Both the parties in a case are required to submit a witness list with the pretrial memorandum.  This list should include ALL the witnesses you plan on calling for trial.  In addition to the names, you need to list addresses and phone numbers for the witnesses.  If a witness is not listed on your witness list prior to trial, the Judge will exclude them from testifying.  In Florida, each party is entitled to proper notice of who is to be called to trial so that he/she may be properly prepared.

Witness Lists

Common Witnesses to include on the witnesses list are:

  1. Both the parties in a case.
  2. Any witnesses who would be able to testify to relevant factors for your case (teachers, neighbors, co-workers, etc.)
  3. Any and All witnesses intended to be called by the opposing party.
  4. Any rebuttal witnesses.
  5. Any expert witnesses you plan to use (forensic accountants, business valuators, property appraisers, psychologist/psychiatrist etc.)

Once this is turned over the other side has the ability to contact your witnesses and even set them for depositions if they wish.  However, you will have the same ability with their witnesses.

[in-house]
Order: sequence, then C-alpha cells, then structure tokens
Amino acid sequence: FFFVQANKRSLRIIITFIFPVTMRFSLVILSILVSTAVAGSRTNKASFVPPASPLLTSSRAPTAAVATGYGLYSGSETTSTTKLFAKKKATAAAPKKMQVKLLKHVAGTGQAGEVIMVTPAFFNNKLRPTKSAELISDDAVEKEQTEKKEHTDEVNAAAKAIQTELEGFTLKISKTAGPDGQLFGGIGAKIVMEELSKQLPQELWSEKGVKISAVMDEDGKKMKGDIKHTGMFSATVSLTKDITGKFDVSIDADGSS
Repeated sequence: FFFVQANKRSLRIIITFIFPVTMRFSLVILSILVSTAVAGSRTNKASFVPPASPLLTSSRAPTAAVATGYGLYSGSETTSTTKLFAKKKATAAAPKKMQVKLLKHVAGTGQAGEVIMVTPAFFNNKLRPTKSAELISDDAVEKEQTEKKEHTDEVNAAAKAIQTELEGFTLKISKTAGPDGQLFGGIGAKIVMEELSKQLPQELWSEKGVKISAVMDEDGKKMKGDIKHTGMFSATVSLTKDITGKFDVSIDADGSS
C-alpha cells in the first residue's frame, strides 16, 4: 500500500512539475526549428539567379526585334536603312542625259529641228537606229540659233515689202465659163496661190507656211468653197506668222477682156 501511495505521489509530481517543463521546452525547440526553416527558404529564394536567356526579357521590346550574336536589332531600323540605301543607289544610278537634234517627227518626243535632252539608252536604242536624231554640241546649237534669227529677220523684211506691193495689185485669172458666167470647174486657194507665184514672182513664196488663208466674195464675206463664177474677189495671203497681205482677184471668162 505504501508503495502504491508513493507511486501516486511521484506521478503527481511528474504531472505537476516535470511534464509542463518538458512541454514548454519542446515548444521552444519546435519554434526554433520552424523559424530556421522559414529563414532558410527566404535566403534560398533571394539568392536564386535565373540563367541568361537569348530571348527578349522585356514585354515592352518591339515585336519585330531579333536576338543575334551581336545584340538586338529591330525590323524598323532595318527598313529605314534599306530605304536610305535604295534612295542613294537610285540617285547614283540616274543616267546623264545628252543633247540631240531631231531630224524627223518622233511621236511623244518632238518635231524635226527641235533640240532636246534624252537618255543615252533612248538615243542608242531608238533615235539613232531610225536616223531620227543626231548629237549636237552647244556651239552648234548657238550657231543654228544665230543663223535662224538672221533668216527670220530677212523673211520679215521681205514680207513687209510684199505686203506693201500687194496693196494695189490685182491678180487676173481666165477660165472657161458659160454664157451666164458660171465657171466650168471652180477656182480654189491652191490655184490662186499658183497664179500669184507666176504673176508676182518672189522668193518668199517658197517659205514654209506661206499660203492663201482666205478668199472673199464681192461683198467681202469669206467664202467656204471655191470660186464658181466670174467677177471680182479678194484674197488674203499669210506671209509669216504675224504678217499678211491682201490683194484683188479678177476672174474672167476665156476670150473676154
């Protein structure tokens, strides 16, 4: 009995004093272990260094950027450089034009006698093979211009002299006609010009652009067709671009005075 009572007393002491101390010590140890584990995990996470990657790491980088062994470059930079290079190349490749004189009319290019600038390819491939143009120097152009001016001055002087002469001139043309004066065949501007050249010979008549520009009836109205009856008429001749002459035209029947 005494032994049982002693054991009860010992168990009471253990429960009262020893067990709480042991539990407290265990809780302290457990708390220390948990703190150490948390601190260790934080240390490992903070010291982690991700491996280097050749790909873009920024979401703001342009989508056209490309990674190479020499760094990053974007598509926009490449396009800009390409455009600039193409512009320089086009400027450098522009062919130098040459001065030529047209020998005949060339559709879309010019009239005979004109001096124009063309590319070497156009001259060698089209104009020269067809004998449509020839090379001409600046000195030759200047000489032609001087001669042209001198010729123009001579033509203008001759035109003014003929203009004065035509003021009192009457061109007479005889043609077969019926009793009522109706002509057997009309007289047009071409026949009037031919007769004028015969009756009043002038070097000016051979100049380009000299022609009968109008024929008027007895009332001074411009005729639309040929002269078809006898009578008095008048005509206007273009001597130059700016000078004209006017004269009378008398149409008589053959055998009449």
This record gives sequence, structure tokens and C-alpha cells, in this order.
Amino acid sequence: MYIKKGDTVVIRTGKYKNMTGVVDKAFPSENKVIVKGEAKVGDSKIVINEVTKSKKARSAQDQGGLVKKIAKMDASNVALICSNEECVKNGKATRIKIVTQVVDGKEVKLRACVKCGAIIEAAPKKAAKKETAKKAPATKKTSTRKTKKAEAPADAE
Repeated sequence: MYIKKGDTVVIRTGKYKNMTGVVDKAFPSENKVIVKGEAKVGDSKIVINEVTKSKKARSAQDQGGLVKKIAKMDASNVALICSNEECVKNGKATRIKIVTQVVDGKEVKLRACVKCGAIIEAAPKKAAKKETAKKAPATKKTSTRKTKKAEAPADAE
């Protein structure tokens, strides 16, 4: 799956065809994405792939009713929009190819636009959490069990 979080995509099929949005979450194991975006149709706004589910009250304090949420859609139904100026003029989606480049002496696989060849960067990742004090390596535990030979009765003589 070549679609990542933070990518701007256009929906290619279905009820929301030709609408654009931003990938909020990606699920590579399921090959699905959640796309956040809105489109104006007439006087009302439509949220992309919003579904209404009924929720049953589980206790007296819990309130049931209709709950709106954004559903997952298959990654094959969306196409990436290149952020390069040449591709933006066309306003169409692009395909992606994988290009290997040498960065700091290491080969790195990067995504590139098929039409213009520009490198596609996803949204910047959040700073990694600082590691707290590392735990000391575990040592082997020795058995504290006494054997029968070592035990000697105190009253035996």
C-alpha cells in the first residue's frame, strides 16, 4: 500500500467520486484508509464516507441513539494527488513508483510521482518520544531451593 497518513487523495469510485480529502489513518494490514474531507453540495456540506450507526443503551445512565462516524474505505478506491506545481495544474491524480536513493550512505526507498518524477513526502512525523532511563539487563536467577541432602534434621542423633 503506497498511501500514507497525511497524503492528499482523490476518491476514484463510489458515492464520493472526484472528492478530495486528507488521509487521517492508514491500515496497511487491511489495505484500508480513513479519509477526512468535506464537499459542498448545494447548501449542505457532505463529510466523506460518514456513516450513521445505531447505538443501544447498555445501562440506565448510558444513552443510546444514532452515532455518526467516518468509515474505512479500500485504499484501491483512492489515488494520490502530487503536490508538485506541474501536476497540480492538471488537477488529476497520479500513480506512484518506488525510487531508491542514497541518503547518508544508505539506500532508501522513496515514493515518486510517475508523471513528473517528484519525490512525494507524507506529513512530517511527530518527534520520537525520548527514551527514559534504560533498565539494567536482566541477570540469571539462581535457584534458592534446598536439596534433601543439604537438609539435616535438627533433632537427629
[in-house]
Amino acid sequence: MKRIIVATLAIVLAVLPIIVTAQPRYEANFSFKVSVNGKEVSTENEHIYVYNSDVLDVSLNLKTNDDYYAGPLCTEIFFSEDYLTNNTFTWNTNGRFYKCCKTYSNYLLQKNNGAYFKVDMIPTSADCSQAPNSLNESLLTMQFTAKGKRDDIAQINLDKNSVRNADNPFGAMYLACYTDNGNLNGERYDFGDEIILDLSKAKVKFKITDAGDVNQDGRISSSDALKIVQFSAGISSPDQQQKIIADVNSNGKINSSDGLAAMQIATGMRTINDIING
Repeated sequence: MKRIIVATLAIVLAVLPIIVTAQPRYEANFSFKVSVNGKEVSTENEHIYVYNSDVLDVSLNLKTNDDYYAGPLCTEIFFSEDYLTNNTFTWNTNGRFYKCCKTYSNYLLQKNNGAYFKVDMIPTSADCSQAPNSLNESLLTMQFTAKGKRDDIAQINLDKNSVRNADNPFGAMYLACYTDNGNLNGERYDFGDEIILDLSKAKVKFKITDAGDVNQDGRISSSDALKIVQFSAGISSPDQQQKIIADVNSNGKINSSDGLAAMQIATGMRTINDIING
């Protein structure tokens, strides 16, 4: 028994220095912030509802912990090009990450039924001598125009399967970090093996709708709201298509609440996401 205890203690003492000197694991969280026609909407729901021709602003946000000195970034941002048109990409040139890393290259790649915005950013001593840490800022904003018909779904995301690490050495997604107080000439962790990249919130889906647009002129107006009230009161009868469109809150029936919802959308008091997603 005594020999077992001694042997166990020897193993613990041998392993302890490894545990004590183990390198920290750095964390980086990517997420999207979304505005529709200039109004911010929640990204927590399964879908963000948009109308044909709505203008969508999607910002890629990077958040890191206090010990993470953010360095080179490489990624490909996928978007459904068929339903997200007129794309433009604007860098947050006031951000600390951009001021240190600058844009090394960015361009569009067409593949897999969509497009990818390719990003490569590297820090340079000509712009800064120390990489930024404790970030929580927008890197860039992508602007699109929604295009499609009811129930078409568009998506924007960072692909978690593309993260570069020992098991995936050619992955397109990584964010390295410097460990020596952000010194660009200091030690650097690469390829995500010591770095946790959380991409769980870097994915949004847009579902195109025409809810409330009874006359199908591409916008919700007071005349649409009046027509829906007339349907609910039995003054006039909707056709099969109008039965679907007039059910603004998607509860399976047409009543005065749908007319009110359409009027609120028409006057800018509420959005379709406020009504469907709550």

You would need to subpoena any witness you plan to call to trial.  If you do not issue a subpoena then the Court would have no remedy if the witness did not show up to trial.

Trial Financial Affidavit

It is important to make sure you review the Financial Affidavit which was submitted to the Court and make any changes necessary prior to the trial.  The Financial Affidavit is a sworn to statement listing your income, expenses, assets, and liabilities.  The Judge’s often use the Financial Affidavits to establish things like alimony, child support, and values of assets or liabilities.  Due to this, it is EXTREMELY important that these financial affidavits are 100% accurate.

It is a party’s responsibility to update financial affidavits as they become necessary.  For instance if a party loses his/her job, or get a promotion, he/she is required to inform the Court by updating the financial affidavit.

The Pre-Trial Hearing